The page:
Pollution, AirFamily PracticeInternal MedicineCritical CareEmergency MedicinePathologyGeneral HealthMortalityPulmonologyAir PollutionInfectious DiseaseCoronavirus
HealthDay operates under the strictest editorial standards. Our syndicated news content is completely independent of any financial interests, is based solely on industry-respected sources and the latest scientific research, and is carefully fact-checked by a team of industry experts to ensure accuracy.
- All articles are edited and checked for factual accuracy by our Editorial Team prior to being published.
- Unless otherwise noted, all articles focusing on new research are based on studies published in peer-reviewed journals or issued from independent and respected medical associations, academic groups and governmental organizations.
- Each article includes a link or reference to the original source.
- Any known potential conflicts of interest associated with a study or source are made clear to the reader.
Please see our Editorial and Fact-Checking Policy for more detail.Editorial and Fact-Checking Policy
HealthDay Editorial Commitment
HeathDay is committed to maintaining the highest possible levels of impartial editorial standards in the content that we present on our website. All of our articles are chosen independent of any financial interests. Editors and writers make all efforts to clarify any financial ties behind the studies on which we report.
TUESDAY, Nov. 3, 2020 (HealthDay News) -- Air pollution is an important cofactor increasing the risk for mortality from COVID-19, according to a study published online Oct. 26 in Cardiovascular Research.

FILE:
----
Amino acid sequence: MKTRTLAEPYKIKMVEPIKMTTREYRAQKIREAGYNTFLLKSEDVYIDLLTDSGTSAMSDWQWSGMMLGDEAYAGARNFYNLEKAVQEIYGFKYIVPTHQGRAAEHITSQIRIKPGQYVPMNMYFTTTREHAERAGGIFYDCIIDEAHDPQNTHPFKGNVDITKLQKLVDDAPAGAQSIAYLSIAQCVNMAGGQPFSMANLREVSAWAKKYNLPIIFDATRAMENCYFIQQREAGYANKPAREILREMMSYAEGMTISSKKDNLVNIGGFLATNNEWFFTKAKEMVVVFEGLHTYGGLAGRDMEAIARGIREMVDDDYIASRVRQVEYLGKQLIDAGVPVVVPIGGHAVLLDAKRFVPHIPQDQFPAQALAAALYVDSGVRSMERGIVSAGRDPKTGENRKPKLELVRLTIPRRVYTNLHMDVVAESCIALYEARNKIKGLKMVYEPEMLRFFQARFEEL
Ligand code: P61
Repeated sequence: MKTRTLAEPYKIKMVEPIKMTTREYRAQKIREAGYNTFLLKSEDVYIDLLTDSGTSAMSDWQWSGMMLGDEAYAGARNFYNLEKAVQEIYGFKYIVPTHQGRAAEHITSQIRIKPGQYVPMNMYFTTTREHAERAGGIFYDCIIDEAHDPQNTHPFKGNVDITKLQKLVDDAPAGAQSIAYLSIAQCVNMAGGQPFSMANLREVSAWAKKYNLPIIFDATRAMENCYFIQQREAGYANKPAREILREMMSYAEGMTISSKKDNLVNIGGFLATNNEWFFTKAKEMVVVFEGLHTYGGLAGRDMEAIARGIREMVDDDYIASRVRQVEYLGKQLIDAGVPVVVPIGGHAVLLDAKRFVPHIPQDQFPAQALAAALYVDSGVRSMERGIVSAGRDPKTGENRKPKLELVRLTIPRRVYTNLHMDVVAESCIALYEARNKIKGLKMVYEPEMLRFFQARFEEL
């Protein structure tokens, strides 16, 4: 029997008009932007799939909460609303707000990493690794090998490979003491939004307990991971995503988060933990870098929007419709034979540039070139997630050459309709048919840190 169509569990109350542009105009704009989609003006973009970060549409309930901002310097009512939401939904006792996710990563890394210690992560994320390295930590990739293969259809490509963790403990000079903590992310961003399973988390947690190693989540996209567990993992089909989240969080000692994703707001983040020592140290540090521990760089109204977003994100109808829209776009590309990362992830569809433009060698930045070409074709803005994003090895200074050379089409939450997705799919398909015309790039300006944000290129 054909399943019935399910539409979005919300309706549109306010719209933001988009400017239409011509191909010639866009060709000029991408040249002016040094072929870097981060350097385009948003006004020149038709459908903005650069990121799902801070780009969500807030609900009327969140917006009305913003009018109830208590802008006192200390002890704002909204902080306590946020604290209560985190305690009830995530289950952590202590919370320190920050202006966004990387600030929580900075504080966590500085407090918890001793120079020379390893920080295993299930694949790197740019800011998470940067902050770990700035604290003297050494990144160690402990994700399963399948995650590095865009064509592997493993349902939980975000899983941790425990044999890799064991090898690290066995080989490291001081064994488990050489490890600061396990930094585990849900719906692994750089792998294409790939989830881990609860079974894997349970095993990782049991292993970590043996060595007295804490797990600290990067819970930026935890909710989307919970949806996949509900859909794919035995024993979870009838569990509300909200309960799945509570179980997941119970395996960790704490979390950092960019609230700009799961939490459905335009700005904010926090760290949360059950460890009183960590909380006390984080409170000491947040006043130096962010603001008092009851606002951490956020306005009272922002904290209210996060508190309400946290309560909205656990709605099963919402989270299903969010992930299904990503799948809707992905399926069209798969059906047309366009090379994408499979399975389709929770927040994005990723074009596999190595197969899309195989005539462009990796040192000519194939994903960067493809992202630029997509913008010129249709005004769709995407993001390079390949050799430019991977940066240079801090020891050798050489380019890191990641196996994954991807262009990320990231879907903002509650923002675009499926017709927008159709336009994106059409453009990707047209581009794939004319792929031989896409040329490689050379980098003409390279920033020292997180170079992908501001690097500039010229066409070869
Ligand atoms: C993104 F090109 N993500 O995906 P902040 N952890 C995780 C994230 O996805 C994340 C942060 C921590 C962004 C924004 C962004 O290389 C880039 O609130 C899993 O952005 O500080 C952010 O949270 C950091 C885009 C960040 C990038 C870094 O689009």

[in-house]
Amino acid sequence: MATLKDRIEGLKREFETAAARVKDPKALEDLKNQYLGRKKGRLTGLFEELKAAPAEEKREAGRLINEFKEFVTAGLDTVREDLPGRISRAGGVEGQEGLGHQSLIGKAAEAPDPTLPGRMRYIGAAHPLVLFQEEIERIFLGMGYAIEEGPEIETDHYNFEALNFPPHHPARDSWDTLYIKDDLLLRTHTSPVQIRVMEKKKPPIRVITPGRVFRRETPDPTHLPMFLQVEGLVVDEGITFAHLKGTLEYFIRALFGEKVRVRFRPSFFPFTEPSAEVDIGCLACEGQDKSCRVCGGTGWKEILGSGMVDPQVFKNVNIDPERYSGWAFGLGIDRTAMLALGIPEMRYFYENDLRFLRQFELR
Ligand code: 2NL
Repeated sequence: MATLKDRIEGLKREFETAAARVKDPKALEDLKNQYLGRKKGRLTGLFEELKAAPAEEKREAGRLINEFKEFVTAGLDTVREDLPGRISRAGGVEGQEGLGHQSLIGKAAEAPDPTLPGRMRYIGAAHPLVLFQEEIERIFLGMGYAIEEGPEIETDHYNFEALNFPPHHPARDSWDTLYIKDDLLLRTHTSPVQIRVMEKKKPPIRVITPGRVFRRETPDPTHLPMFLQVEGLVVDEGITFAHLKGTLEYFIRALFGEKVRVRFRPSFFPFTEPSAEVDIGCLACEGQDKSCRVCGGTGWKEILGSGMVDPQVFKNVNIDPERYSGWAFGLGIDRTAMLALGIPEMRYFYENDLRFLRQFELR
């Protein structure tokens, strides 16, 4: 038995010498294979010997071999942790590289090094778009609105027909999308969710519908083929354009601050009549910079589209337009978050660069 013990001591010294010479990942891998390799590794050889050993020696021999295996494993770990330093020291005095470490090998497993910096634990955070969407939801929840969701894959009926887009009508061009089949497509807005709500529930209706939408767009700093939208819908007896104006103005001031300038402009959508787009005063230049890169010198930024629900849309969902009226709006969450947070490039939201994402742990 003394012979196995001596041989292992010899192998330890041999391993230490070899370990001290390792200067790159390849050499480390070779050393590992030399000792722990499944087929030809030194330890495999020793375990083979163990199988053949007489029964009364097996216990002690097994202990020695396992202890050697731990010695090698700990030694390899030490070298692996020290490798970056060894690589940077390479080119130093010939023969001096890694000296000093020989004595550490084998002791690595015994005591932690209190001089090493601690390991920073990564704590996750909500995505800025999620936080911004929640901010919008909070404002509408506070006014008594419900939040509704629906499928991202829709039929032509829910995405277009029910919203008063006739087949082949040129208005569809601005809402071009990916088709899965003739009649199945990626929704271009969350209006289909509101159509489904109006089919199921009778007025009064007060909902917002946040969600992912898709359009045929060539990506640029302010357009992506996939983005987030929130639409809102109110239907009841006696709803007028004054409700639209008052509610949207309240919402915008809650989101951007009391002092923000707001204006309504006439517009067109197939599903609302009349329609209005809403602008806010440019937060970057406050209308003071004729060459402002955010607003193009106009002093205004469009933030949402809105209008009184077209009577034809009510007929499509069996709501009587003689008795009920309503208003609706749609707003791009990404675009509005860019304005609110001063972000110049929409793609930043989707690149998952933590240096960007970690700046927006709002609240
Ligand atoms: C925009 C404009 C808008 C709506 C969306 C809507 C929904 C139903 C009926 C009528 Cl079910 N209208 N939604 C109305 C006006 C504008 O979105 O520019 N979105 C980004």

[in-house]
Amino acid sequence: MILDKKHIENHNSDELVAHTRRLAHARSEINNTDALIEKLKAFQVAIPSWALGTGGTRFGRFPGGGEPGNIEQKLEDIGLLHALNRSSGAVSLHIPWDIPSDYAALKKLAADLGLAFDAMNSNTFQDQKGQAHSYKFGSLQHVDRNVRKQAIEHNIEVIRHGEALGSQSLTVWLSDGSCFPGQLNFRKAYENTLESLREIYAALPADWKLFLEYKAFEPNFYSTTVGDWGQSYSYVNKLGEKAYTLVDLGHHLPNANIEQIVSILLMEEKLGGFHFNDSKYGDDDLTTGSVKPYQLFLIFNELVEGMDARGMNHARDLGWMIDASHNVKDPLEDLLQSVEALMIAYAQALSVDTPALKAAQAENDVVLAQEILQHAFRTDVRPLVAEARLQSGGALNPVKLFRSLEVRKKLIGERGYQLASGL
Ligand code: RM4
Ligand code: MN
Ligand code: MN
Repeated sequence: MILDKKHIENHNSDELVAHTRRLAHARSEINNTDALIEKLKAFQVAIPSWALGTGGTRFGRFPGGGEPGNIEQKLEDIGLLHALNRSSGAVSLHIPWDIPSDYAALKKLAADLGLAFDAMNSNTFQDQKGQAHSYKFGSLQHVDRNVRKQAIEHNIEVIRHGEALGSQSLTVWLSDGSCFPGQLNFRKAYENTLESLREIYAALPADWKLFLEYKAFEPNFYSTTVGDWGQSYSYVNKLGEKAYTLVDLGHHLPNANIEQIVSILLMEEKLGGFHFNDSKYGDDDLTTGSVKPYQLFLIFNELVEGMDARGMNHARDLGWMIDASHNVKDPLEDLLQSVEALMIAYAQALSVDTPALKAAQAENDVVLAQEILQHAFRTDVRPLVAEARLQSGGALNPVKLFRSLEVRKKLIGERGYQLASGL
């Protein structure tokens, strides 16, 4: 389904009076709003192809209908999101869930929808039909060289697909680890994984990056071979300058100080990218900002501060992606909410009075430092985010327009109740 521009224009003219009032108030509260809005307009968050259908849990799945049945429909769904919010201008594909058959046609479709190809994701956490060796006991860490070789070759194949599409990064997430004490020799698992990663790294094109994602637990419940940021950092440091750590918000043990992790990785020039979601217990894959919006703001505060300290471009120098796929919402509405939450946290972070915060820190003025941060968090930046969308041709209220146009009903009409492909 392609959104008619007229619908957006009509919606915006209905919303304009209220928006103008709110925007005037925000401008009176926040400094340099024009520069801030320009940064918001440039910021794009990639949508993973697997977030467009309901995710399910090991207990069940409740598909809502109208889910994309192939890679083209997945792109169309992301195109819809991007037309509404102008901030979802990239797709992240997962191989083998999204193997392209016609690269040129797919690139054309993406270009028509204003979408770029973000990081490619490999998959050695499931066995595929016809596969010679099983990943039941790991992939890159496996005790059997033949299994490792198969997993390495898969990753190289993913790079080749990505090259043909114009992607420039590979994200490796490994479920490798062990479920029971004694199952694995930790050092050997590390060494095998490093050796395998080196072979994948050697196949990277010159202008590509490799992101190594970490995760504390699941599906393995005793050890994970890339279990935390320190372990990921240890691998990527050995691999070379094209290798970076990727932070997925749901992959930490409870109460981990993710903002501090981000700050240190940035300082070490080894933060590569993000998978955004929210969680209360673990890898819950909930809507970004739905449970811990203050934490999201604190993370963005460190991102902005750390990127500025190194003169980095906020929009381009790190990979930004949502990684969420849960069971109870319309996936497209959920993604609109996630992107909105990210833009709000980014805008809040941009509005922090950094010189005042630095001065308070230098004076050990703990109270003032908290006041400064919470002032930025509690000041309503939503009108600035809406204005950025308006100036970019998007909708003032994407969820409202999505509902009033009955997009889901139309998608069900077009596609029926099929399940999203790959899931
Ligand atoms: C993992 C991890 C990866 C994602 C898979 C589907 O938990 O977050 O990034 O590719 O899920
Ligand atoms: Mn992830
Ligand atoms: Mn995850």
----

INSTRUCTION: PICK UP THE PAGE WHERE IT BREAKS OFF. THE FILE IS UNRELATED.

Andrea Pozzer, Ph.D., from the Max Planck Institute for Chemistry in Mainz, Germany, and colleagues estimated the fraction of COVID-19 mortality that is attributable to the long-term exposure to ambient fine particulate air pollution. The authors sought to characterize global exposure to fine particulates based on satellite data and calculated the anthropogenic fraction using an atmospheric chemistry model. COVID-19 mortality was determined using U.S. and Chinese epidemiological data.
The researchers found that particulate air pollution contributed to approximately 15 percent of COVID-19 mortality worldwide (27 percent in East Asia, 19 percent in Europe, and 17 percent in North America). The investigators also note that about 50 to 60 percent of the global attributable, anthropogenic fraction is related to fossil fuel use, which is even higher (up to 70 to 80 percent) in Europe, West Asia, and North America.
"This provides extra motivation for combining ambitious policies to reduce air pollution with measures to control the transmission of COVID-19," the authors write.
This story may be outdated. We suggest some alternatives.
The content contained in this article is over two years old. As such our recommendation is that you reference the articles below for the latest updates on this topic. This article has been left on our site as a matter of historic record. Please contact us at firstname.lastname@example.org with any questions.
Updated on May 25, 2022
Read this Next
Other Trending Articles